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    I am still working that part out. I am still researching performance differences between the two top-end contenders. While this isn't the proper forum for that discussion, I am still trying to determine if the AMD Athlon 64 FX-60 Dual Core (Socket 939) or the Intel Pentium 965EE (Socket 775) is the way I will wind up going. I've seen so many cross benchmarks it's making me cross-eyed. I know the AM2 procs will drive the 939 procs down (as it already has with the FX-60), and the Intel Conroe procs will drive down (to a lesser degree) the price of the Presler procs.

    I also realize that there is not a simple answer to "which one is better" beyond the typical religious arguments, so I'm trying to determine this independently based on the kinds of games and apps I run (which are almost NEVER benchmarked). It's not easy, but time and research will tell...hopefully.
     
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  8. Azn Tr14dZ New Member

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    So you're either going Socket 939 AMD or LGA 775 (975X) Intel?
     
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  9. winhack New Member

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    Yes, which is why I've selected those two boards. And (as stated earlier) since I won't be overclocking I just want something entirely stable, reliable, and dependable out of the box. I've had lots of good luck with Intel motherboards a long time ago (though the past few years they've been really sucky on features for the enthusiast) and ASUS and I go WAY back. I've also had some moderately good luck with MSI, but they don't seem to be holding up the pace the way they used to with their 865PE Neo2 (the board I'm using currently).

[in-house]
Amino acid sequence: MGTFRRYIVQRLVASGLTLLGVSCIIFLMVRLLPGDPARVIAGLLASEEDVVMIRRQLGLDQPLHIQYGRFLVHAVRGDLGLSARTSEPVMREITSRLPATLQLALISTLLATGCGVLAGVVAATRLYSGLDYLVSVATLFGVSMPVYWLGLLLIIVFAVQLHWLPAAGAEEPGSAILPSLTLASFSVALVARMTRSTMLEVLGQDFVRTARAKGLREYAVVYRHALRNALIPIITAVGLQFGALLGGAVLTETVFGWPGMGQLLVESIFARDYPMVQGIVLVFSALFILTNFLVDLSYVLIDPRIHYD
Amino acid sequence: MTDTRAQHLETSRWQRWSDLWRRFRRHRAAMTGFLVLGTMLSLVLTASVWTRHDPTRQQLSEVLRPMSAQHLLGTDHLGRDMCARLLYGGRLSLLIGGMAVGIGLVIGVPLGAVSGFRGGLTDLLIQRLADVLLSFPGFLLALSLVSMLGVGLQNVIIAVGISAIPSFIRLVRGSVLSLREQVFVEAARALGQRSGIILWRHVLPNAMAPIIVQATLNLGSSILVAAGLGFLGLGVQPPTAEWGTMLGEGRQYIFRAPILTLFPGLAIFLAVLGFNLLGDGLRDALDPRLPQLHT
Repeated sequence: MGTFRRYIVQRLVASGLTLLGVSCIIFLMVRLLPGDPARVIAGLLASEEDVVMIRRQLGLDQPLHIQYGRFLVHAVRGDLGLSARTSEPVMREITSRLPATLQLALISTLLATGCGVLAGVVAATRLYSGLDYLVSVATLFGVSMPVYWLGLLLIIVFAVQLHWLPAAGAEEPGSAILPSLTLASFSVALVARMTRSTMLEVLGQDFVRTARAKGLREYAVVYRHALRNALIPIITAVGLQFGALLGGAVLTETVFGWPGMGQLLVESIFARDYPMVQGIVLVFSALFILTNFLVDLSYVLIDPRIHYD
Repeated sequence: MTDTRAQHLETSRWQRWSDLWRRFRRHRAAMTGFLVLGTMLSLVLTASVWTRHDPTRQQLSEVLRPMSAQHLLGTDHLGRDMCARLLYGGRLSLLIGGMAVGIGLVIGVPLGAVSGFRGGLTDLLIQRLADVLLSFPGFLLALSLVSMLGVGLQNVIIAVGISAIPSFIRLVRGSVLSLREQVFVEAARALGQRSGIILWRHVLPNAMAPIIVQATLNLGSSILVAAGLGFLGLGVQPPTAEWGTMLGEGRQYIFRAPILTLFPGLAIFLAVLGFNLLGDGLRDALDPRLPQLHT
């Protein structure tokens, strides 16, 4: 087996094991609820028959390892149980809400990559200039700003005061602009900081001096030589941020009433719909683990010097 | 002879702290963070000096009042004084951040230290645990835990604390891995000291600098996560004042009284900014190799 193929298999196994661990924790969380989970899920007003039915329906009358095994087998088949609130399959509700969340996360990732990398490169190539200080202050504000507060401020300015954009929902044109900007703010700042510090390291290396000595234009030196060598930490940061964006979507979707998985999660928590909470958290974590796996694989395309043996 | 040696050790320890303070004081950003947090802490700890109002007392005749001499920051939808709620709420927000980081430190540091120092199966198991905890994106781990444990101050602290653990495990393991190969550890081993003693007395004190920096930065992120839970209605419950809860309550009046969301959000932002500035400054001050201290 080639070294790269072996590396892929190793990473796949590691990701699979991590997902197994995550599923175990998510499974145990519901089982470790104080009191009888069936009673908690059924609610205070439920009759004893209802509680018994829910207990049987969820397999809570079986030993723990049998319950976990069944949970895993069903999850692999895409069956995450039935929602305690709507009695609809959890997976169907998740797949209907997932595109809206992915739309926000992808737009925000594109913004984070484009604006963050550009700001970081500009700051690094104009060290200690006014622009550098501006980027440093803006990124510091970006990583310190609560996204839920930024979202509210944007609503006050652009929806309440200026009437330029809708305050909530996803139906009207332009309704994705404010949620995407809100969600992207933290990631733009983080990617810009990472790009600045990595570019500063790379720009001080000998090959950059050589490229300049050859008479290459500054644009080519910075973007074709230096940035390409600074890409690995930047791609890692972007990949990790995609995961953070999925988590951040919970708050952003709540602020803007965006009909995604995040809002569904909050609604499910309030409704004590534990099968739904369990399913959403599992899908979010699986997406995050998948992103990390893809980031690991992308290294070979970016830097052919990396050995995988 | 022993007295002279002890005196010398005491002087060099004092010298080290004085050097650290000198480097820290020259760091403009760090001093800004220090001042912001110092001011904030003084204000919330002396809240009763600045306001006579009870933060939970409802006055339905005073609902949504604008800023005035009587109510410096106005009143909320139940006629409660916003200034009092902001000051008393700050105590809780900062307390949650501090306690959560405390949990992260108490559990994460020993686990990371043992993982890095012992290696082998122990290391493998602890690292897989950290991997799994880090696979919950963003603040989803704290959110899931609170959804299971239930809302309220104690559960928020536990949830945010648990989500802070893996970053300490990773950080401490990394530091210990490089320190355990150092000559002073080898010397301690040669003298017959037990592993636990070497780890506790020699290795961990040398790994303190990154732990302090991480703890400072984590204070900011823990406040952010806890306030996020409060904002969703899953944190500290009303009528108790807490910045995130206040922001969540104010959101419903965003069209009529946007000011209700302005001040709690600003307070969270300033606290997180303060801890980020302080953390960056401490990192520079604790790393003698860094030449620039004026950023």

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  10. drade

    drade

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    As I have worked with intel for years, I find everything stable right there and now.... For god sakes I still have this system (478 prescott) and I can play BF2 and other apps.... very fast.. onyl issue is heat, but I do not OC the cpu, only the 6600gt
     
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  11. Azn Tr14dZ New Member

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    I would go with the one you listed, the ASUS A8R32-MVP. I was going to get that with an Athlon 64 3200+, but with my budget, it was a little bit more than I was expecting for an upgrade. I would go with that motherboard though over the Intel for sure...and there's really good overclocking, when you need it down the road. The Intel dual-core I don't like very much. I also have a Pentium D 820, and I thought it was good and better than AMD at first (never had AMD till now), then when I got my 3200+, at the stock 2.0GHz, it beat my Pentium D 820 @ 3.3GHz in all of the 3DMarks.

    What are you planning on using the rig for? Gaming I suppose with an FX-60?
     
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  12. atomicpineapple New Member

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    Or do the sensible thing and wait for Core 2 Duo to be released! If you need a PC i nthe meantime buy everything except the Core 2 Duo CPU and run a Pentiu mD 805 untill the C2D's are released.
     
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  13. winhack New Member